Saket Modi, co-founder and CEO of Lucideus Tech, a cyber security platform and services company, has been there and done it all. A computer science engineer by education, Saket is an entrepreneur, an ethical hacker, and has also been awarded the title of “Indian Ambassador of Cyber Security in Education” at the National Education Awards 2013. He and his team were responsible for the security assessment of the BHIM Application developed by the National Payments Corporation of India and launched by Prime Minister Narendra Modi.
Over the years, Saket has won multiple leadership and innovation-centric awards: 30 under 30 by Forbes Asia Magazine in 2016; 30 under 30 by Forbes India Magazine in 2016; 35 Under 35 by Entrepreneur Magazine in 2017; 20 Under 26 by Vogue Magazine in 2017; and 21 Young Guns by iBrands 360 in 2016. He has been invited to address the boards and leadership teams of multiple Fortune 500 companies including CitiGroup, HSBC, Visa, McKinsey & Company among others.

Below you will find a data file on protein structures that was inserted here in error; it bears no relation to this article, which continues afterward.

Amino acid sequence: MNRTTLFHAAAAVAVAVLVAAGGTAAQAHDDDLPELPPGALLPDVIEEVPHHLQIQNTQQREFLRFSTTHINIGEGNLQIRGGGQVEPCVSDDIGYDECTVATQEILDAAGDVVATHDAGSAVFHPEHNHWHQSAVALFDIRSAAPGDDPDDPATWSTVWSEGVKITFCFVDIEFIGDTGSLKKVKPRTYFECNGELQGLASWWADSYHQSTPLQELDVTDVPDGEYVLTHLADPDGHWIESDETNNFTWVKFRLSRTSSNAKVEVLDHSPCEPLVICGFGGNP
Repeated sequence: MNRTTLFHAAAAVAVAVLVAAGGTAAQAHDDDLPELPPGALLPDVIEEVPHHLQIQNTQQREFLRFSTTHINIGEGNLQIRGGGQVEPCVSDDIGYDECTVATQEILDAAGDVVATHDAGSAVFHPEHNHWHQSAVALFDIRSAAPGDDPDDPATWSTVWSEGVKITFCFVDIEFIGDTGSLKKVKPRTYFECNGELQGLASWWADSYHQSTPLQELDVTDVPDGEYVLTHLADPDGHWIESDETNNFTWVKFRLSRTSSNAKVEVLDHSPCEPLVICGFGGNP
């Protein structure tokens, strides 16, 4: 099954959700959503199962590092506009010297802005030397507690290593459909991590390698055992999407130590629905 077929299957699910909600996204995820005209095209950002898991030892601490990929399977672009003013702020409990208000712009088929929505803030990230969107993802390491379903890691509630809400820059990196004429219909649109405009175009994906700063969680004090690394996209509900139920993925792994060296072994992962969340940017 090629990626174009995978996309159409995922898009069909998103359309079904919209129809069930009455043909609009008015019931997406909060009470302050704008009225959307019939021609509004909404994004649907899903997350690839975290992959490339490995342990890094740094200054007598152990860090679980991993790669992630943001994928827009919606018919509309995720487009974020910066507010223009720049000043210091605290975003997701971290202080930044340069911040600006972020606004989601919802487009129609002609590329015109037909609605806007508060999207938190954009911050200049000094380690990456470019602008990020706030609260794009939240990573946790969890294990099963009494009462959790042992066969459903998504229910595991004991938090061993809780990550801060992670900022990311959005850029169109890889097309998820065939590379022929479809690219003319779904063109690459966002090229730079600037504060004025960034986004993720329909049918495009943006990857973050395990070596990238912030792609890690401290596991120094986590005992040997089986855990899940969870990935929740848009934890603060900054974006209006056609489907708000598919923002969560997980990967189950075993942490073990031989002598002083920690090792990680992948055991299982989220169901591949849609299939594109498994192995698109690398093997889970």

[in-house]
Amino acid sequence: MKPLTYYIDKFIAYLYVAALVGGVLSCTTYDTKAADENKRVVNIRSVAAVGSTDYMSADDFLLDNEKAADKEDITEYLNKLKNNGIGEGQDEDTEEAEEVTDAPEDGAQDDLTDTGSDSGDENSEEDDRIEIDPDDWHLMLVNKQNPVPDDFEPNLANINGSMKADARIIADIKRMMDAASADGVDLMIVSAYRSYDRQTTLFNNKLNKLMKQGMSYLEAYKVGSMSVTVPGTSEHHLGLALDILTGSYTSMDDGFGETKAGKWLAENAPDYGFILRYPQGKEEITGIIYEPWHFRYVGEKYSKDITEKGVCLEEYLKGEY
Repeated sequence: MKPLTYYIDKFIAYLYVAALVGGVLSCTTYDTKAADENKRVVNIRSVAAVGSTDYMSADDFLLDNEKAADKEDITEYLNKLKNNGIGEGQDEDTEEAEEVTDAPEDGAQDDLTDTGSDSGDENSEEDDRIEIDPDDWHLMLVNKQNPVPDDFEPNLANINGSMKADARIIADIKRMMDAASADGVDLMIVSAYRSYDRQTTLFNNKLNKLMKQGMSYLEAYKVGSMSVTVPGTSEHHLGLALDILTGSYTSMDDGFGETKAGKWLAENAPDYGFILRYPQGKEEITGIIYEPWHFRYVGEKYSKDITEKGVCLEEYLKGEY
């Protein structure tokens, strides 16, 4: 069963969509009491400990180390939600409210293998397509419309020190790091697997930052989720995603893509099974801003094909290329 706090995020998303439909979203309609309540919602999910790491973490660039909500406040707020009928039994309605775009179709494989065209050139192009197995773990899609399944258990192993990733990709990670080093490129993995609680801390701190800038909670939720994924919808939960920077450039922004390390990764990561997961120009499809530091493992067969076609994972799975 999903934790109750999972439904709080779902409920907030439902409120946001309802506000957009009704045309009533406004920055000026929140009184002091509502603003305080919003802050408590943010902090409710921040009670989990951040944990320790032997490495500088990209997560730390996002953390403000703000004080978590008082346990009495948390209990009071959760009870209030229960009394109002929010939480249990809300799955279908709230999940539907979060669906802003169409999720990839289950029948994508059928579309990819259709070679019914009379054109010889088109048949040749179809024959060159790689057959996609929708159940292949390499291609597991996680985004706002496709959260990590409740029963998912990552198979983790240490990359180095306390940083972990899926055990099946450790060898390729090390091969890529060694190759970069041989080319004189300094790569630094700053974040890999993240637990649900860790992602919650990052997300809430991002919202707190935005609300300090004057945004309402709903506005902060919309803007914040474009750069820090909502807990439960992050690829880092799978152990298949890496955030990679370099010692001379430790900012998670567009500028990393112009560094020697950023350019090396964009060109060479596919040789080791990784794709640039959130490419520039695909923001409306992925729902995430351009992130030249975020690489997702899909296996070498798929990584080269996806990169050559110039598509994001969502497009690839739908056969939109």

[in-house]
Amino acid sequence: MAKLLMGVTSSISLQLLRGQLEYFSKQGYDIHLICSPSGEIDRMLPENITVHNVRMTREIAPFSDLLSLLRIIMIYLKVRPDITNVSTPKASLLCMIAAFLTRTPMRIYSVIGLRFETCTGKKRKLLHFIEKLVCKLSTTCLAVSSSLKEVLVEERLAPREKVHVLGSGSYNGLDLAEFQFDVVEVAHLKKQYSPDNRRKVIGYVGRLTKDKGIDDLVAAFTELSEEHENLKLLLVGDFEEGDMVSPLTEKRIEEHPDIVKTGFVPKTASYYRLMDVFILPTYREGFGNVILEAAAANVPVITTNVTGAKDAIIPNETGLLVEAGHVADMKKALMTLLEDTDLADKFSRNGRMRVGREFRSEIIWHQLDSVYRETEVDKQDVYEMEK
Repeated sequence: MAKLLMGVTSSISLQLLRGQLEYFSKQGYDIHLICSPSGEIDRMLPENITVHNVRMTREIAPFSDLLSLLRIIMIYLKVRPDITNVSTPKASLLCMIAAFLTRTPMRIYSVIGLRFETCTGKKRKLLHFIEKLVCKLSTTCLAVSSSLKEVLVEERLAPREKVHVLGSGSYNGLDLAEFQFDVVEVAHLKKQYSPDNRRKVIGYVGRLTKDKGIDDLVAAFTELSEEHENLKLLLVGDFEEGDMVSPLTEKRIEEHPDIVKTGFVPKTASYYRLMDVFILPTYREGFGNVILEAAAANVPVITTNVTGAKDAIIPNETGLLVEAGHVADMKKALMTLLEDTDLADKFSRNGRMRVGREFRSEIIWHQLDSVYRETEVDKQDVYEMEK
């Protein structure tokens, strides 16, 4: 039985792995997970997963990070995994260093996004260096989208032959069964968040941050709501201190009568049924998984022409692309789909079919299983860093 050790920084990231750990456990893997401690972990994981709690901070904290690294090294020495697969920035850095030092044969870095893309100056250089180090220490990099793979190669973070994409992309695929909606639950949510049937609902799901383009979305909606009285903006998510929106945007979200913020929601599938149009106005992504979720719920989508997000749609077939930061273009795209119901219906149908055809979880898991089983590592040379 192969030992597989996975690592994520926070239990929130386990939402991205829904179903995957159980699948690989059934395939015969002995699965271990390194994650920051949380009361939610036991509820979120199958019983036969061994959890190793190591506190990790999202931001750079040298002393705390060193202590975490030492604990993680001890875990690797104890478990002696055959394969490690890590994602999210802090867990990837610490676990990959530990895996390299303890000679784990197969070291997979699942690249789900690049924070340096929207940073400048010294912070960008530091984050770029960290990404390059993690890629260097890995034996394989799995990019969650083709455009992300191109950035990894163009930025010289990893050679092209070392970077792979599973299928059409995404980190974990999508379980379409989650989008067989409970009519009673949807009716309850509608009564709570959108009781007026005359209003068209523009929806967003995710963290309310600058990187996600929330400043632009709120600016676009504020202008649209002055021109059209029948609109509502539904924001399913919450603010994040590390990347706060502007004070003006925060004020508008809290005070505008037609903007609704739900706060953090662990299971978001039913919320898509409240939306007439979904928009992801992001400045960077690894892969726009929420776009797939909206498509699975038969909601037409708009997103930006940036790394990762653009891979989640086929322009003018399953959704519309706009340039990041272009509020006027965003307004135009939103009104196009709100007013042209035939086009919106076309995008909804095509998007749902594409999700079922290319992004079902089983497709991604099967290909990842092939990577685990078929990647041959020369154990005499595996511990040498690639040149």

Like knights in shining armour, Saket along with his team at Lucideus, have been instrumental in providing digital risk management services to multiple Fortune 500 companies across the globe. In a candid AMA with Inc42, Saket reveals more about the big bad world of cybercrime, why he thinks everything is hackable and how knights like him are fighting to keep the shine on in cyber security.
Here are the most interesting revelations from the session.
Question: What are your concerns about Aadhaar as a private citizen?
Saket Modi: I am running a startup which works with some phenomenal fintech companies. Considering that and how the world is embracing technology, with the government going with the Aadhaar card and the technology behind it, a technology like that doesn’t exist anywhere on the planet. This is not something which can be done by any private organisation. The integration of Aadhaar with the BHIM app enables you to make a payment using your fingerprint without the requirement of a credit or debit card or even a phone. If you think of it, it is just one step behind Amazon’s contact-less checkout options in Seattle.